The Proof

For this blog, I am going to complete the ‘doing math’ requirement.

Euclid didn’t just develop the concepts of proofs, he also developed a set of conjectures and propositions that connected all proofs together and allowed them to make sense while looking at them piece by piece. Euclid used the most general concepts to create these proofs that explain larger theories, in an attempt to prove the proposition or conjecture correct. In the process of explaining these theories, we started with proving theorems. Theories consist of a set of ideas that are used in order to explain why something is true, while a theorem is a result that can be proven to be true using axioms or postulates. We have proven our theories and shown that they are true through proving theorems and conjectures, showing that the invention of the proof is more important than we think. In the process, he uses complicated wording and bases most of his geometric proofs off of his five postulates.euclid_postulates

Euclid’s five postulate, representations shown above, consist of: “1. A straight line segment can be drawn joining any two points. 2. Any straight line segment can be extended indefinitely in a straight line. 3. Given any straight line segment, a circle can be drawn having the segment as radius and one endpoint as center. 4. All right angles are congruent. 5. If two lines are drawn which intersect a third in such a way that the sum of the inner angles on one side is less than two right angles, then the two lines inevitably must intersect each other on that side if extended far enough. The fifth postulate is known as the parallel postulate ” (Wolfram Alpha). Euclid did not just use these five postulates while creating the idea of the proof and proving different theories, he also had a set of common notions.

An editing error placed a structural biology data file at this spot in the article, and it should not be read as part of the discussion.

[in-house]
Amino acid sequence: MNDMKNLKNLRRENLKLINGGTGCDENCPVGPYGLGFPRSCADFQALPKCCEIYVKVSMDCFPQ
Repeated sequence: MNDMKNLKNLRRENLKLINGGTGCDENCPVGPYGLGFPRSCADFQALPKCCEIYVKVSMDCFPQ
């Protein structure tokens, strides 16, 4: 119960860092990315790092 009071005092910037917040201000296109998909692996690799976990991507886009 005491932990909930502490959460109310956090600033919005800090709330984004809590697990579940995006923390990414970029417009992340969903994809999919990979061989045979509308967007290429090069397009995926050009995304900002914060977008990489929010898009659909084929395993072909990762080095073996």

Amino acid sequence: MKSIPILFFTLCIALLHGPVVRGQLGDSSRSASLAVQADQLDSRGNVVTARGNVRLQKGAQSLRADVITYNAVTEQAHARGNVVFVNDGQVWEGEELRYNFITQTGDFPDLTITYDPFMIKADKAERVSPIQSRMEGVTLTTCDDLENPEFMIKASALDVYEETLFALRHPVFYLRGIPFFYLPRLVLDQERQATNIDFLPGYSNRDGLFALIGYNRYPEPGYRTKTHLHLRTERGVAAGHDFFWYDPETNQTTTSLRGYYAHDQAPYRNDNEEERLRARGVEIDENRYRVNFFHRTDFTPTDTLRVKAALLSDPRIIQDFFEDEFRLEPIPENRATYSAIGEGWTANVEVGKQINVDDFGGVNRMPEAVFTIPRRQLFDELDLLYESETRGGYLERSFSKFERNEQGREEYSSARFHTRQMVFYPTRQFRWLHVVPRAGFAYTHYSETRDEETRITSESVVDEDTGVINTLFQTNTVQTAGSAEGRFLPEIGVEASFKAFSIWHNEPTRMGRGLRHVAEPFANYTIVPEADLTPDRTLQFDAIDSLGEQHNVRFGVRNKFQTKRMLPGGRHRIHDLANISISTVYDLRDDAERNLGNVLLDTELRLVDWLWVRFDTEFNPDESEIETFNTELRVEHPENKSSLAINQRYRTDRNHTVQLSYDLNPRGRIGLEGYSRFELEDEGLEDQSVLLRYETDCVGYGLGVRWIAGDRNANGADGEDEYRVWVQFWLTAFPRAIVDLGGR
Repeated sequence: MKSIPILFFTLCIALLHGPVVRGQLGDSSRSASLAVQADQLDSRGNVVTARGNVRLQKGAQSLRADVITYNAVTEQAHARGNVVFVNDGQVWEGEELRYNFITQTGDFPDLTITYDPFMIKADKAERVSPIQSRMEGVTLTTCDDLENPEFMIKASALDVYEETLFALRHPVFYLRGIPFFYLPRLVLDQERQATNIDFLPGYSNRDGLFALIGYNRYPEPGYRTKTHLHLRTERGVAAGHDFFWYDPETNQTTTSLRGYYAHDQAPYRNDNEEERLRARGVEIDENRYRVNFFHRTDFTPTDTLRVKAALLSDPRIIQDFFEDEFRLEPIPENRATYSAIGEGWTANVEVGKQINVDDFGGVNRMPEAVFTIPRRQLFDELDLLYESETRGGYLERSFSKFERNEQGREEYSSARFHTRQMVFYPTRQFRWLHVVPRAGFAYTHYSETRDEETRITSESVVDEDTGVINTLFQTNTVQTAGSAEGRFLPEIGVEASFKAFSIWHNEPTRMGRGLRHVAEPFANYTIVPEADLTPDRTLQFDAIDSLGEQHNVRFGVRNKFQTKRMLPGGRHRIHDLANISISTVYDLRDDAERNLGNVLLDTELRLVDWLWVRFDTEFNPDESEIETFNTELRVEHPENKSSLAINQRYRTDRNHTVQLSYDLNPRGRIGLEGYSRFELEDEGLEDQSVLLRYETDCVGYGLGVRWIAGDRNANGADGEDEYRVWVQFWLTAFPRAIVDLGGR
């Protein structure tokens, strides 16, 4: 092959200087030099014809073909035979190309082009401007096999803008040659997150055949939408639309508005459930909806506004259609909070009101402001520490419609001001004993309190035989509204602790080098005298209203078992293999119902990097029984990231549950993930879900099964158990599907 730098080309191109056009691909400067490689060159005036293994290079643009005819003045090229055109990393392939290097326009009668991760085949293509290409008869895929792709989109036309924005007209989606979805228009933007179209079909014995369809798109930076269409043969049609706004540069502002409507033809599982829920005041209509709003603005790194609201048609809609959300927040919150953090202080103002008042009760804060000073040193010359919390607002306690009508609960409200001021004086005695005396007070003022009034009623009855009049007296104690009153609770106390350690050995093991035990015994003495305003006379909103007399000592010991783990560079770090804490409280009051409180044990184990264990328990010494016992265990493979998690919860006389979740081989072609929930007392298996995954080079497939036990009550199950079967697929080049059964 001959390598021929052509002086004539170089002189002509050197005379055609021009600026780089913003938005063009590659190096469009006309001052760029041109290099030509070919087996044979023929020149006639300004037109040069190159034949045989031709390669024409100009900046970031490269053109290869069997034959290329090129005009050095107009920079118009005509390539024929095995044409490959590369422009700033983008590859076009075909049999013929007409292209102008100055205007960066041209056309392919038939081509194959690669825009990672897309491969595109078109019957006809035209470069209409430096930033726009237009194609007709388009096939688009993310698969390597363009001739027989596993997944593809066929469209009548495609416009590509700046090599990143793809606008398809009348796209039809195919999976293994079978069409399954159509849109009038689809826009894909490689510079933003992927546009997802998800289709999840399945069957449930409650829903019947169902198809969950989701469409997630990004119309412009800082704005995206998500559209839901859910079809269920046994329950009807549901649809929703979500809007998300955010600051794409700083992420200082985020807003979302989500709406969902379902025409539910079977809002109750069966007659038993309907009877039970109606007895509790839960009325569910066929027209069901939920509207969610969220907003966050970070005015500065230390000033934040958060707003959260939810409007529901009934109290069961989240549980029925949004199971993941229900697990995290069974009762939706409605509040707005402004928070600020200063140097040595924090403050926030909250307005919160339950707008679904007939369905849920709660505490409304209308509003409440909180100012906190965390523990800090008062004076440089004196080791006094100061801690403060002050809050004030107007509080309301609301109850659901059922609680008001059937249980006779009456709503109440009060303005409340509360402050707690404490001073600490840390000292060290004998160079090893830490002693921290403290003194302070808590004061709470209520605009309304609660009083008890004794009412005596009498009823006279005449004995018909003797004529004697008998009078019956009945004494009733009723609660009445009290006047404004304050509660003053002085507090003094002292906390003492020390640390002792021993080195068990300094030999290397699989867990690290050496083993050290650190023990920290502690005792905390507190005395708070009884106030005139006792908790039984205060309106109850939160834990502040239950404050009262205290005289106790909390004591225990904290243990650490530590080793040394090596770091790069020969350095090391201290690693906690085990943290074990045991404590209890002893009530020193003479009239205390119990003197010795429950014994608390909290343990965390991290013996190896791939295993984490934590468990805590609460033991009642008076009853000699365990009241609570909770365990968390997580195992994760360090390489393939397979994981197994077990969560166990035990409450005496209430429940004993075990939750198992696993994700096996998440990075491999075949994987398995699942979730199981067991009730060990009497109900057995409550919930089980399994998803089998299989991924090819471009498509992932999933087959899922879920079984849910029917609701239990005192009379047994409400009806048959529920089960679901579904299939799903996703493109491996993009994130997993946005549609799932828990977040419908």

Screen Shot 2015-11-27 at 3.15.34 PM
These common notions were used to guide the rules of completing proofs and what should commonly be followed by others when attempting to do so. Since Euclid has created the concept of a proof, things have changed. Euclid brought the idea of proofs into the world of mathematics, showing that there is a strategic and more sophisticated way of proving an idea. Euclid set the groundwork for bigger and better things that occurred later on in the mathematical world.

Since Euclid has created proofs using conjectures, postulates, and theorems, proofs and mathematics have come a long way. Since math has continued to develop, the list of ways to prove things has advanced. We have gone beyond the idea that geometry is the only thing that can be proven using axioms and postulates. We have advanced into more complicated areas of mathematics, like proving that an equation can be solved or proving that something equals something else. Euclid primarily focused on geometry, leaving so much more room for improvement. For example, the creation of the proof and Euclidean geometry lead to the creation of Hyperbolic and Elliptic geometry.
Although he only focused on geometry, he did get a lot of things right. The idea that there needed to be a basic list of axioms or postulates in order to start, set the framework for the concept of writing proofs and was the biggest improvement in the world of mathematics. Euclid even set up the perfect outline for writing proofs, starting with what you know and ending with what you wanted to prove. To this day, this is still the general outline for how proofs should be written. The idea of combining multiple conjectures in order to create one proof through valid reasoning is another thing that Euclid did right, the need for explanations is essential while writing a proof. If the reasoning is correct, there is no room for argument, therefore showing that the reasoning about why the conjecture is correct serves as a valid proof.

Now that all I’ve done is talk about Euclid and his works, now we should check out just how some of it works. Many of the conjectures and theorems could be proved just using the five postulates or the axioms, which was very interesting! I am going to prove a theorem doing exactly that: